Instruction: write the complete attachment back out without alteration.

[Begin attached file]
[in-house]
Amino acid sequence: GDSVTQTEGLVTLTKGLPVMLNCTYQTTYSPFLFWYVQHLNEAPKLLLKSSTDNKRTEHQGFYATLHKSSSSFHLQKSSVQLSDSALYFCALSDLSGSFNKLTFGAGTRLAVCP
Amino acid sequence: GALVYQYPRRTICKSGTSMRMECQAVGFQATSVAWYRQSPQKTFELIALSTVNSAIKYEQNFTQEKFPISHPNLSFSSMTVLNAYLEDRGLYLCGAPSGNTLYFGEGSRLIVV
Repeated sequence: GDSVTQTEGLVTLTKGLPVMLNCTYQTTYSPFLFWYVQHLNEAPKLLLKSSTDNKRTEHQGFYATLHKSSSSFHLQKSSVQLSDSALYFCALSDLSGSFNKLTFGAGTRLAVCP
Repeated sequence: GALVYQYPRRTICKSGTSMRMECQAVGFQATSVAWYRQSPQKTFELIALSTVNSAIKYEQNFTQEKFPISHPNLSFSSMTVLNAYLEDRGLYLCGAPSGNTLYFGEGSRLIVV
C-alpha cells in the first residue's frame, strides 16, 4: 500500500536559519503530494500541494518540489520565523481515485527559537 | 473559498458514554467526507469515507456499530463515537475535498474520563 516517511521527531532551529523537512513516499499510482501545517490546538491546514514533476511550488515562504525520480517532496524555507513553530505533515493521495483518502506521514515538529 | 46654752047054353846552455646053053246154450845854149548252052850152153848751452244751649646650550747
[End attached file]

[in-house]
Amino acid sequence: GDSVTQTEGLVTLTKGLPVMLNCTYQTTYSPFLFWYVQHLNEAPKLLLKSSTDNKRTEHQGFYATLHKSSSSFHLQKSSVQLSDSALYFCALSDLSGSFNKLTFGAGTRLAVCP
Amino acid sequence: GALVYQYPRRTICKSGTSMRMECQAVGFQATSVAWYRQSPQKTFELIALSTVNSAIKYEQNFTQEKFPISHPNLSFSSMTVLNAYLEDRGLYLCGAPSGNTLYFGEGSRLIVV
Repeated sequence: GDSVTQTEGLVTLTKGLPVMLNCTYQTTYSPFLFWYVQHLNEAPKLLLKSSTDNKRTEHQGFYATLHKSSSSFHLQKSSVQLSDSALYFCALSDLSGSFNKLTFGAGTRLAVCP
Repeated sequence: GALVYQYPRRTICKSGTSMRMECQAVGFQATSVAWYRQSPQKTFELIALSTVNSAIKYEQNFTQEKFPISHPNLSFSSMTVLNAYLEDRGLYLCGAPSGNTLYFGEGSRLIVV
C-alpha cells in the first residue's frame, strides 16, 4: 500500500536559519503530494500541494518540489520565523481515485527559537 | 473559498458514554467526507469515507456499530463515537475535498474520563 516517511521527531532551529523537512513516499499510482501545517490546538491546514514533476511550488515562504525520480517532496524555507513553530505533515493521495483518502506521514515538529 | 46654752047054353846552455646053053246154450845854149548252052850152153848751452244751649646650550747